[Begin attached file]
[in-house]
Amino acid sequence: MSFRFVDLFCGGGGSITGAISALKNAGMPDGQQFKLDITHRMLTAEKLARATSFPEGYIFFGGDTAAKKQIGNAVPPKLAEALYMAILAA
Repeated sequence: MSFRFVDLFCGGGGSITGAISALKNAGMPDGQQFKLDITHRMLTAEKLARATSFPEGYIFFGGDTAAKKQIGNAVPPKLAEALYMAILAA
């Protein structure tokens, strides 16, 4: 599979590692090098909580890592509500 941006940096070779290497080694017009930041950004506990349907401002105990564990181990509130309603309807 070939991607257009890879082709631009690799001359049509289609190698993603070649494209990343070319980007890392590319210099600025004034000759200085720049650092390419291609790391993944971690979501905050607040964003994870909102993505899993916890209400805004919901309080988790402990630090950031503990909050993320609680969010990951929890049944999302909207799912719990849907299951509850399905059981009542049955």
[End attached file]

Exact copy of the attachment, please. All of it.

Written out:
[in-house]
Amino acid sequence: MSFRFVDLFCGGGGSITGAISALKNAGMPDGQQFKLDITHRMLTAEKLARATSFPEGYIFFGGDTAAKKQIGNAVPPKLAEALYMAILAA
Repeated sequence: MSFRFVDLFCGGGGSITGAISALKNAGMPDGQQFKLDITHRMLTAEKLARATSFPEGYIFFGGDTAAKKQIGNAVPPKLAEALYMAILAA
């Protein structure tokens, strides 16, 4: 599979590692090098909580890592509500 941006940096070779290497080694017009930041950004506990349907401002105990564990181990509130309603309807 070939991607257009890879082709631009690799001359049509289609190698993603070649494209990343070319980007890392590319210099600025004034000759200085720049650092390419291609790391993944971690979501905050607040964003994870909102993505899993916890209400805004919901309080988790402990630090950031503990909050993320609680969010990951929890049944999302909207799912719990849907299951509850399905059981009542049955």